“Incoming,” a guard’s voice bellows. “Ferals approaching. Seek cover!”
I watch in horror as one young mouse, who has been hauling a wagon filled with rotting food scraps, freezes in his tracks in the middle of Atlantia’s town square. My heart breaks to see him trembling and unprotected there in plain sight. I wish I could run to him, or at the very least shout out a command for him to run away. But to reveal myself would wreak even more havoc on this forsaken place. I must bide my time and do what I can from the shadows.
Two feral cats stalk into view. They are new to the tunnels, I am sure, for they still have a sense of upland scruff about them. They must be recent additions to Felina’s ranks; I can see in their eyes that they remember daylight. And this makes them even more dangerous, because beneath their hunger lurks the need to prove themselves.
The larger of the two felines is reaching out to slam one heavy paw down on the cowering mouse, when from the corner of my eye I spot a flash of silver, a blur of blue and red.
She is here! The rebel warrior. With her she brings a royal heir.
And a Chosen One.
He is the smallest among them, this Chosen One, but he is first to attack. Sword drawn, he barrels toward the startled cats, crying out in a familiar call: “Aye, aye, aye!” He swiftly delivers a warning cut to the larger cat’s hind leg. As the cat yowls and sputters, the petite rebel in her silver cape catches hold of the other villain’s tail and sinks her sharp rat teeth into it. The bitten one hisses and roars.
Now the royal heir steps forward, brandishing a dagger.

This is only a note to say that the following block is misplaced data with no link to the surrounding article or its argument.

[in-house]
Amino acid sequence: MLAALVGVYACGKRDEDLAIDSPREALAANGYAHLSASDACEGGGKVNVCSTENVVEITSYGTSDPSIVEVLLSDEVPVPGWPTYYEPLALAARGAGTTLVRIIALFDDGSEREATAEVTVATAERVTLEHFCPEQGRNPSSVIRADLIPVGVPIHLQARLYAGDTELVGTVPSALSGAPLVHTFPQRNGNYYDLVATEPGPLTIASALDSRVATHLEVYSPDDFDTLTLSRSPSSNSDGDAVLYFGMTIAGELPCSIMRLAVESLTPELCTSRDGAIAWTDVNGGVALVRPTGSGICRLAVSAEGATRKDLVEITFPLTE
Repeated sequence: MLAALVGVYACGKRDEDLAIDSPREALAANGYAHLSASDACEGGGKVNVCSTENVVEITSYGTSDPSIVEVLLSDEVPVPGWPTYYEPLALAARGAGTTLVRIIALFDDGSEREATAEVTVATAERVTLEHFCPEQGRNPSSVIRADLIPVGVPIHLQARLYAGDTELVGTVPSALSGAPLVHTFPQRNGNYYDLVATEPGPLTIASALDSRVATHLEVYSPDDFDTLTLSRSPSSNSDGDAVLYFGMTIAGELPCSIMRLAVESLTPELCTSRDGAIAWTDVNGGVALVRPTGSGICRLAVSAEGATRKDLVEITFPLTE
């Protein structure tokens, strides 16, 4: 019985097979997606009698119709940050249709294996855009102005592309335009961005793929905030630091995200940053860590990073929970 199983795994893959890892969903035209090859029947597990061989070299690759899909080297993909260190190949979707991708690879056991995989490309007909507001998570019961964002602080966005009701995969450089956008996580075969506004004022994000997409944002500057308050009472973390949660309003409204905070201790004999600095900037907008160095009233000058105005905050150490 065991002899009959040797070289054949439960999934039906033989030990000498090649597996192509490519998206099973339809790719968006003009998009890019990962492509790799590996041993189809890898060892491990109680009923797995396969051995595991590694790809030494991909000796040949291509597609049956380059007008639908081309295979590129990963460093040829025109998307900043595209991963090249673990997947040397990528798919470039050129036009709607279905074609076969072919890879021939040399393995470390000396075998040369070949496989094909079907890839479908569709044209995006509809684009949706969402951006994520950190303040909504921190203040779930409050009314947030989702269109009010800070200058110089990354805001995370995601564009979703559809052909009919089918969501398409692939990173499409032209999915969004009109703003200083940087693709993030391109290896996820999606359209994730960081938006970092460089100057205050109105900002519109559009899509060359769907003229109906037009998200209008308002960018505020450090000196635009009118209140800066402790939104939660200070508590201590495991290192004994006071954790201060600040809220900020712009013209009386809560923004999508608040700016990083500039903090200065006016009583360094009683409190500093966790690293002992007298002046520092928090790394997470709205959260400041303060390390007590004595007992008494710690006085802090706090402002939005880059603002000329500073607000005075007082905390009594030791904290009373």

“I’d really rather not kill you two,” he says. “There’s been far too much bloodshed already. But I will if I must.”
The larger cat licks a trickle of red from his leg and speaks with an upland accent. “We gotta eat,” he says in his own defense.
“Well, do it elsewhere,” says the Chosen One. “These citizens of Atlantia are under our protection.”
“Citizens?” The cat snorts. He shifts a yellowy glance toward the refugees, who peek out from their hiding places. “They ain’t citizens, they’re squatters. Rodent rejects. They’re feline food.”
At that the Chosen One raises his sword. “Not while there’s breath in my body, they aren’t!”
Then the rebel plants her hind legs and rests one ready paw on the handle of her sword. She makes no other move, just waits with coiled fury. The ferals sense immediately how very much she’d enjoy plunging that blade right between their eyes. The royal heir simply crooks a grin and spins his dagger between his claws in a showy gesture. The message is clear: he, too, is prepared to fight.
Then the little warrior draws himself up; the words he speaks are ground out between his tiny mouse teeth. “Be gone,” he orders. “Or die.”
The ferals hesitate only a moment before turning to run back the way they came.
From my perch above Atlantia, a feeling swells up within me, a warm sensation that prickles along my fur. It is pride. And hope.
Now the Chosen One rushes toward the quivering victim, who is still huddled in the middle of the dusty square; he sweeps him into his arms.
“It’s okay,” he says in a gentle voice. “They can’t hurt you now.”
The mouse wriggles free and regards the hero with a sneer. “Of course they can! Don’t you see? We’re doomed. You’ve solved nothing. You’ve failed!”
With that, the mouse runs off, leaving his cart behind.
The Chosen One turns to his friends, his eyes moist and his whiskers twitching. They know that the mouse’s words ring with the prevailing sentiment of all who still dwell here. The suffering rodents feel no gratitude. They give no credit to the Chosen One and the rebels for trying; instead they place blame for falling short.
With the weight of this knowledge pressing heavily on my heart, I bow my head and slink away.
As Hopper watched the last of the crickets spring away from the palace, he was reminded of the one that had played a delightfully impromptu concert for him on that first dark day when he’d awoken and found himself in the tunnels. A lifetime ago, it seemed.